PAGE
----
Why BlackBerry still beats iPhone for some

News that the Research In Motion BlackBerry Curve outsold iPhones in Q1 surprised many observers, but for those who follow the smartphone market closely, it makes a certain kind of sense.

News that the Research In Motion [[artnid:301937|BlackBerry Curve outsold iPhones|Why BlackBerry's Lead Over the iPhone Won't Last - PC World] in Q1 surprised many observers, but for those who follow the smartphone market closely, it makes a certain kind of sense. Push-button BlackBerry models like the Curve play well against the iPhone's most notable weakness: text entry. Among other things, this demonstrates why RIM would be wise to skip the consumer smartphone business and stick to what it does best--business handsets. And, in my opinion, that requires keypads, not touchscreens.

It is easy to understand why CEO Jim Balsillie is telling investors a sequel to RIM's touchscreen BlackBerry Storm is in the offing. Consumer handsets are a huge market, but it is not one I can imagine RIM will ever control.

My guess is that about the time RIM comes out with a Storm replacement that Verizon will start getting iPhones. Verizon customers who now purchase Storms because they do not want to change carriers will jump at the iPhone the moment Verizon has some to sell.

This will leave RIM, essentially, all dressed up with nowhere to go. Even if timing is off a bit, eventually Verizon gets iPhones and RIM loses.

A better play, I think, would be to make RIM's keyboard-based devices more attractive to iPhone customers in hopes of luring business customers to its arguably better handsets.

That requires lots more applications for BlackBerry as well as, yes, a competitive music and applications store. The handsets also need the same camera, GPS, and other features of the iPhone as well as excellent Windows desktop support.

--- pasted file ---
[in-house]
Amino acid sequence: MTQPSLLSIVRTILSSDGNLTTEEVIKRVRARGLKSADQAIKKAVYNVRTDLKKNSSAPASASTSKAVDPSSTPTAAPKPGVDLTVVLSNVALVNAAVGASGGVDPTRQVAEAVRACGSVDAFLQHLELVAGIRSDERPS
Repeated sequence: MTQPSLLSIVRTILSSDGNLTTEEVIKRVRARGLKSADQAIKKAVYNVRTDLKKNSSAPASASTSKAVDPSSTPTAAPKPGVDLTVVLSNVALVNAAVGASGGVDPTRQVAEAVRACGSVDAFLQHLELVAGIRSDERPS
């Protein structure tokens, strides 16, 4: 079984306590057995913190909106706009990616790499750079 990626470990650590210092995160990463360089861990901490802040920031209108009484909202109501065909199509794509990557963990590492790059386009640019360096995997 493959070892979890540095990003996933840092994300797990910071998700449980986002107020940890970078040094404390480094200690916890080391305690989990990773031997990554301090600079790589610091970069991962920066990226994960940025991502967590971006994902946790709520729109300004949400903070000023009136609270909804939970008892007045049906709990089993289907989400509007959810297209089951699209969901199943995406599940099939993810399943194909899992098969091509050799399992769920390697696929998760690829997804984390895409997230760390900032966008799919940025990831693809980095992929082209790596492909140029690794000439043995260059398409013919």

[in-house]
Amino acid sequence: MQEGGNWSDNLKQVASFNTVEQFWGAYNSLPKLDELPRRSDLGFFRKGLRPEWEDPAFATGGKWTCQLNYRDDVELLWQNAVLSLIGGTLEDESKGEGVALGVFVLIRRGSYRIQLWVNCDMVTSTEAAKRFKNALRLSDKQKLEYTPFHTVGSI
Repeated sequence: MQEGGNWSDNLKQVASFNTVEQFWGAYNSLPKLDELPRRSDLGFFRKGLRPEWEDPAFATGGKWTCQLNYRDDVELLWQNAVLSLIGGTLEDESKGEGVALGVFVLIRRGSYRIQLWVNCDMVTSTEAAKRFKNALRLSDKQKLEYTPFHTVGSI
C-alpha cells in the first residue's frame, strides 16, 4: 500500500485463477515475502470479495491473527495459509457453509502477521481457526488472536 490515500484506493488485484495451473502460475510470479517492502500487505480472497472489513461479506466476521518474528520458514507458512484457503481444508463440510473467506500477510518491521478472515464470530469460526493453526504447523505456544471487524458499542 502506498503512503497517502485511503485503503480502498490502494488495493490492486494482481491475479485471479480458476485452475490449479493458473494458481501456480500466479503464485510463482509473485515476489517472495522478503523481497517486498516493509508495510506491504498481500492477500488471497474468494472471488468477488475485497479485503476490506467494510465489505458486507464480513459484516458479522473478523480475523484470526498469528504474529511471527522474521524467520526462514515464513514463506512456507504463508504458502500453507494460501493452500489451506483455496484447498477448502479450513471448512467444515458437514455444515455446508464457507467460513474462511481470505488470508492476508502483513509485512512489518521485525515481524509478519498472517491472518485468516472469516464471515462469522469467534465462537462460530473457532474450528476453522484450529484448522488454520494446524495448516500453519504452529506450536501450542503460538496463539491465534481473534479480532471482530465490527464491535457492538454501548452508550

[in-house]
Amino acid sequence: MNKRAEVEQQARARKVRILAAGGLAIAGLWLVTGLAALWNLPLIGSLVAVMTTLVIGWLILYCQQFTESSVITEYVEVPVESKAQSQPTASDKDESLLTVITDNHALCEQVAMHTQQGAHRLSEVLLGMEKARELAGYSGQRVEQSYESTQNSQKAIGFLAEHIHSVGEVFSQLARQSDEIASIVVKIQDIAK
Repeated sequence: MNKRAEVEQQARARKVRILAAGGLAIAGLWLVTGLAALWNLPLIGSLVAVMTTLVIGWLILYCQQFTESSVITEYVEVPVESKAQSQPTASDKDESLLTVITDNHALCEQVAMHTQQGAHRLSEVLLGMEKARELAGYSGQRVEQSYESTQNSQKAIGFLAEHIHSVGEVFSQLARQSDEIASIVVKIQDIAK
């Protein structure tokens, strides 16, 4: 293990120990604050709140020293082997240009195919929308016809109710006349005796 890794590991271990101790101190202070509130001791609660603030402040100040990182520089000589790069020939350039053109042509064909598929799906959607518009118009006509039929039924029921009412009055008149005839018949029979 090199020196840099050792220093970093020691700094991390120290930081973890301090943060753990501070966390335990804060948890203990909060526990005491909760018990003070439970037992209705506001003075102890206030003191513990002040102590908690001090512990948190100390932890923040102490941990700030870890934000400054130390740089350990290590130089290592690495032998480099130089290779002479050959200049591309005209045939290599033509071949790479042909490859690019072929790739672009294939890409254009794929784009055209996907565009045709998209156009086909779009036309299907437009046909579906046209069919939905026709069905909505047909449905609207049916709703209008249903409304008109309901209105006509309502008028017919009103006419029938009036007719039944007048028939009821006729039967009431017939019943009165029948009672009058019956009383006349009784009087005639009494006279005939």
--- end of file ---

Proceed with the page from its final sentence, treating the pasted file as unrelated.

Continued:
The reason the iPhone has been a success is as much about it being part of a computing environment and ecosystem as it is the phone itself. There are things that make the iPhone so difficult to compete with.

RIM would do better, I think, to avoid the head-to-head consumer battle and develop its own ecosystem, built around Windows and a heavy reliance on business applications, to sell keyboard-based BlackBerry designs.

Until something dramatic happens with voice recognition, there will remain a gulf between serious business users, aka keyboard people, and SMS users, aka iPhone people.

As much as I love my iPhone, there are plenty of times that I have not responded to an e-mail in detail because of the difficulty I still have with the touchscreen. Even after two years of daily use.

If RIM could deliver a BlackBerry that does everything my iPhone does, includes a keyboard, and has tethering capabilities, I would have to take a very serious look at it. Especially, if it could be an additional line on my AT&T account, but that's another story.

David Coursey loves his iPhone but still misses his BlackBerry's keyboard. Follow him on Twitter and send e-mail using www.coursey.com/contact.

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David Coursey

PC World (US online)
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